To understand the benefits of wheat germ oil, we first need to look deeper at the chemical constituents of the germ.
The word ‘germ’ means to start over, to start afresh – so literally starting a new life, which is why it’s packed with so many nourishing benefits.
Within the germ itself, you’ll find (but are not limited to):
- Vitamin A
- Oleic acids
- Vitamin E
- Stearic acid
- Linoleic acid
Vitamin A is renowned worldwide for its skin and hair benefits, helping to soften the skin, smooth fine lines, and contribute much-needed collagen to aging, dry skin, thereby slowing down the aging process.
It’s a beauty powerhouse and is often used in skin lotions for its well-known anti-aging benefits.
Oleic acids are anti-inflammatory and antioxidants, helping protect the skin from harmful free radicals.
Essential fatty acids improve the skin and hair texture, giving it the boost it needs to look healthy and luscious.
It’s also great for sunburn relief and really helps minimize the sting.
Stearic acid is an emollient which is highly moisturizing – so much so it’s a common ingredient in many lotions and potions found in stores.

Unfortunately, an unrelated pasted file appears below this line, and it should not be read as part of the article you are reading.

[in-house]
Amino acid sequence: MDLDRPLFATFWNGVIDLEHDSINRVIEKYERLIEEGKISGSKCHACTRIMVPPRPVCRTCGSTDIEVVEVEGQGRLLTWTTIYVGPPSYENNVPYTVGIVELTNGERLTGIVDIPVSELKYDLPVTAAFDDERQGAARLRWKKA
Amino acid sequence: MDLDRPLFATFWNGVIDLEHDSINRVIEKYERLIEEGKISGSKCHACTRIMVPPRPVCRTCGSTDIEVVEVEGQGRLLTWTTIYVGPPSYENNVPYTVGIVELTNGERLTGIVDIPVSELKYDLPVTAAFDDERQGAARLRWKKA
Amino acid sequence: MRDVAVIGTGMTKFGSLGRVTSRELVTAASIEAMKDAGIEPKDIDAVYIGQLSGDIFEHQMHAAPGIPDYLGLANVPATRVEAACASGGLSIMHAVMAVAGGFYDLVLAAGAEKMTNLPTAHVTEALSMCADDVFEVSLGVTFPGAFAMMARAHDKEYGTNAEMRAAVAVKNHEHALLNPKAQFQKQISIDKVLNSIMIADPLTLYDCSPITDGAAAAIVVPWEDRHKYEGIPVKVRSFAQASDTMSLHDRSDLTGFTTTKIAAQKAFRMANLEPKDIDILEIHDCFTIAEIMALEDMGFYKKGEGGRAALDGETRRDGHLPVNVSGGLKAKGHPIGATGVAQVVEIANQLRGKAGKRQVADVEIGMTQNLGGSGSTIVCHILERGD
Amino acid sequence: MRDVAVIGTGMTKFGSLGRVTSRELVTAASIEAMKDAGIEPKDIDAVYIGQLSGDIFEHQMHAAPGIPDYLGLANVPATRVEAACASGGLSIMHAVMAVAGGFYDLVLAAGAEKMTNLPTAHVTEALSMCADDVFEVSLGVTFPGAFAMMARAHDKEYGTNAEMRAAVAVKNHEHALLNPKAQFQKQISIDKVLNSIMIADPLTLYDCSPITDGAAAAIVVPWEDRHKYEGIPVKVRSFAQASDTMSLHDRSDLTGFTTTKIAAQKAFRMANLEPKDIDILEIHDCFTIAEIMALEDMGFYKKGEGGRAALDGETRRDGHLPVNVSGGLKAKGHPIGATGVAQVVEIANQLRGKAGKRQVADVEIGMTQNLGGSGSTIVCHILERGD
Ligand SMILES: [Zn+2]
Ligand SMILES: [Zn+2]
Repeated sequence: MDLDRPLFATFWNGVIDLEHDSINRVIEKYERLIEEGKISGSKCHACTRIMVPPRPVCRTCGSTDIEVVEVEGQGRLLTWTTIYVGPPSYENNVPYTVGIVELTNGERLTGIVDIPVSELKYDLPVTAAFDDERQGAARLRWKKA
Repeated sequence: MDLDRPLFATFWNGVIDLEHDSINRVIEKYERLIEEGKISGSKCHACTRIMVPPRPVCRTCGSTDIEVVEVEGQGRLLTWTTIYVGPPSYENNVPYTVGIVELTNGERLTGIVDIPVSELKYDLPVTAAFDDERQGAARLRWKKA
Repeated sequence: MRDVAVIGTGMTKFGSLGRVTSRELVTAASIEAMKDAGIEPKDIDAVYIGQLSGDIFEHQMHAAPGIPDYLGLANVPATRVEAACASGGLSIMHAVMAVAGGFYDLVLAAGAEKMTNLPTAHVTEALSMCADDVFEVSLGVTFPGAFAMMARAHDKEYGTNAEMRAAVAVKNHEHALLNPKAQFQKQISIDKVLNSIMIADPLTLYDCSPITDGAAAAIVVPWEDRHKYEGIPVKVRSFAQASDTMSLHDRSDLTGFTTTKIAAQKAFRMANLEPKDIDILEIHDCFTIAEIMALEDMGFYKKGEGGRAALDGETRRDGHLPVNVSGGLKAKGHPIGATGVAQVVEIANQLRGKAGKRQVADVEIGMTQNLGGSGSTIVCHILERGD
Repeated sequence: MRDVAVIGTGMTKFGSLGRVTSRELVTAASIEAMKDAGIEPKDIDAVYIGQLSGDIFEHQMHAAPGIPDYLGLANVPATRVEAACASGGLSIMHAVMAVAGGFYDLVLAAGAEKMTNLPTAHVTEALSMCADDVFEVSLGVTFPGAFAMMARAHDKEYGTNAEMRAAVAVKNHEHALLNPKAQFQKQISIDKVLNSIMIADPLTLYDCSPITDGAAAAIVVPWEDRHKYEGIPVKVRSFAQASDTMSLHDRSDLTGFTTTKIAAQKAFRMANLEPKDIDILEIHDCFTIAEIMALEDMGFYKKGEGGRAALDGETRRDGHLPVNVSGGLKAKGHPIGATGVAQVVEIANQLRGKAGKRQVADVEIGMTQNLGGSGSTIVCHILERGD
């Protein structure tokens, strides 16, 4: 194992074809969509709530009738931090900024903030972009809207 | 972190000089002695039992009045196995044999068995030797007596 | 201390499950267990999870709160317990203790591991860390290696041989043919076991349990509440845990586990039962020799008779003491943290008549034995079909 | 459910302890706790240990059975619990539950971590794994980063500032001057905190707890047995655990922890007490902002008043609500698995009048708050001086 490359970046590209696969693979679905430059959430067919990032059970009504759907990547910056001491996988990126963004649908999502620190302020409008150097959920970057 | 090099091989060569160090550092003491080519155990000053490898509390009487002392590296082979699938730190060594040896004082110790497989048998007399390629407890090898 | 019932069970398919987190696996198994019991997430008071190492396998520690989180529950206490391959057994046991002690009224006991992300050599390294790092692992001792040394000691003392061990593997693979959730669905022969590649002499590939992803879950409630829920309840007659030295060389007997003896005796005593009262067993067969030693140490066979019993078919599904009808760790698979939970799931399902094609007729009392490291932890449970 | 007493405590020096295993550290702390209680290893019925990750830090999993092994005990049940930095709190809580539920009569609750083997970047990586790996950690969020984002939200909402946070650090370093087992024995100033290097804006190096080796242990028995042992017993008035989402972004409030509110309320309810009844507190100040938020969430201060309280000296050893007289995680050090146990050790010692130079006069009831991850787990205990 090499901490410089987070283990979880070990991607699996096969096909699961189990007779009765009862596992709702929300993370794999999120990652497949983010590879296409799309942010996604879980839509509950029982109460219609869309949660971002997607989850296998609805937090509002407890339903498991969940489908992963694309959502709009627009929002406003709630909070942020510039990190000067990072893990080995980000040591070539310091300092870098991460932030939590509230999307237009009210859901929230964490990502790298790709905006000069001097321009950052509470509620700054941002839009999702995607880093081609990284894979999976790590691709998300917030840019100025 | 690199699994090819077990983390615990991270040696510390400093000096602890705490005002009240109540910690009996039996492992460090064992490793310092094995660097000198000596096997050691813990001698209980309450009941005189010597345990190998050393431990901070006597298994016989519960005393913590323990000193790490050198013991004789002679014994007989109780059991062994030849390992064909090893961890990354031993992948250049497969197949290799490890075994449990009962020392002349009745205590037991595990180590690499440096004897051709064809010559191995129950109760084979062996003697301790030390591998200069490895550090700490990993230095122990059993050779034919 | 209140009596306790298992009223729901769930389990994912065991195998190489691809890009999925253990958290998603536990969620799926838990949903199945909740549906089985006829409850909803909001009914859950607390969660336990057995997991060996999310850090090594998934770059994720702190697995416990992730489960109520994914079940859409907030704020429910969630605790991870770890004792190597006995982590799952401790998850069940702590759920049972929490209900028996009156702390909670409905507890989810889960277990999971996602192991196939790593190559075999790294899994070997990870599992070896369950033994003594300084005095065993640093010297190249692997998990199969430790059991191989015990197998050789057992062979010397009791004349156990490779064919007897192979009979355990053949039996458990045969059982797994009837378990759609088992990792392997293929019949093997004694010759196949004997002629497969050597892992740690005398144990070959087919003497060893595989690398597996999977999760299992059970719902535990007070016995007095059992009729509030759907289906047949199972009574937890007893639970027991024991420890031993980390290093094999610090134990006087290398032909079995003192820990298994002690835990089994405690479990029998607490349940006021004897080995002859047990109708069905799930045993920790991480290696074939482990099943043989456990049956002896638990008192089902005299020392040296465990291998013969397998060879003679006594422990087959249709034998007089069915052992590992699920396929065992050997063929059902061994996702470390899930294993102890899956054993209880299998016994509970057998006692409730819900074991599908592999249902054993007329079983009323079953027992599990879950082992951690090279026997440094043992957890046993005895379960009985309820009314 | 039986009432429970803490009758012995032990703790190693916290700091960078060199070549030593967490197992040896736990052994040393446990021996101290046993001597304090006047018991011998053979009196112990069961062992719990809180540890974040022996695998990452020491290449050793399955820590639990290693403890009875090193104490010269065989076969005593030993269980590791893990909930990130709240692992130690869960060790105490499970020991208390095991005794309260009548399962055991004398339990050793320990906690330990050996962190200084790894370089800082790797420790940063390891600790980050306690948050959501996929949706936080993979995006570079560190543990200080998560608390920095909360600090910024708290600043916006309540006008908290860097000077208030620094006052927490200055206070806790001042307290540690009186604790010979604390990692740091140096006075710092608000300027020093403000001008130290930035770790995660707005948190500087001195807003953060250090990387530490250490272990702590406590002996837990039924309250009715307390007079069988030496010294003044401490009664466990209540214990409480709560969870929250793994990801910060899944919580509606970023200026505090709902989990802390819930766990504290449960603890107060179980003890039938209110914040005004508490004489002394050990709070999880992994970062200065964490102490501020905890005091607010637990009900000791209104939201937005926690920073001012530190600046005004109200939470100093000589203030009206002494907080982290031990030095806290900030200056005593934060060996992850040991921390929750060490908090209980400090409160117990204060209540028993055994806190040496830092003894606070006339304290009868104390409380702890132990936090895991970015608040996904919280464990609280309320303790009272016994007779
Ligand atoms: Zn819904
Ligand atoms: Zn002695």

Lastly, linoleic acid helps firm the skin texture and is often an ingredient added to anti-aging products.
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Can you use wheat germ oil if you have a gluten allergy?
It’s difficult to answer this question as every manufacturer extracts the germ differently and to different standards, too.
Therefore, I recommend doing your own research on this and checking with the manufacturer whether any gluten remains. It’s also worth consulting with a healthcare provider if you’re ever unsure.
And as with any new skincare product, it’s wise to do a patch test first to see if your skin reacts (if at all).
Here is the wheat germ oil I use.
Wheat germ oil for hair
Known to some as liquid gold for hair, wheat germ oil replaces lost moisture and deeply nourishes the hair leaving it glossy, tamed, and reducing the appearance of split ends.
It’s excellent as a hair treatment – used once or twice a week. It helps condition the hair, making it softer and less prone to breakage.
I’ve heard of wheat germ oil being eaten to promote hair growth because of its high vitamin E content, but I personally haven’t tried this myself.
I’ve only ever used wheat germ oil on my skin and hair – and in doing so, I usually add one or two drops of my favorite essential oils to leave a pleasant fragrance.
Check out some of my favorite essential oil blends here and add them to your wheat germ oil prior to use.
Rosemary + Lavender (for hair or skin)
Cedarwood + Lemongrass (for hair or skin)
Cardamom + Geranium (for hair)
Lavender + Frankincense (for skin)
Add one drop of each to two tablespoons of wheat germ oil.
Find your oils here!
I hope you enjoyed reading this post today. Let me know if you try using wheat germ oil on your skin or hair. I’d love to know the results.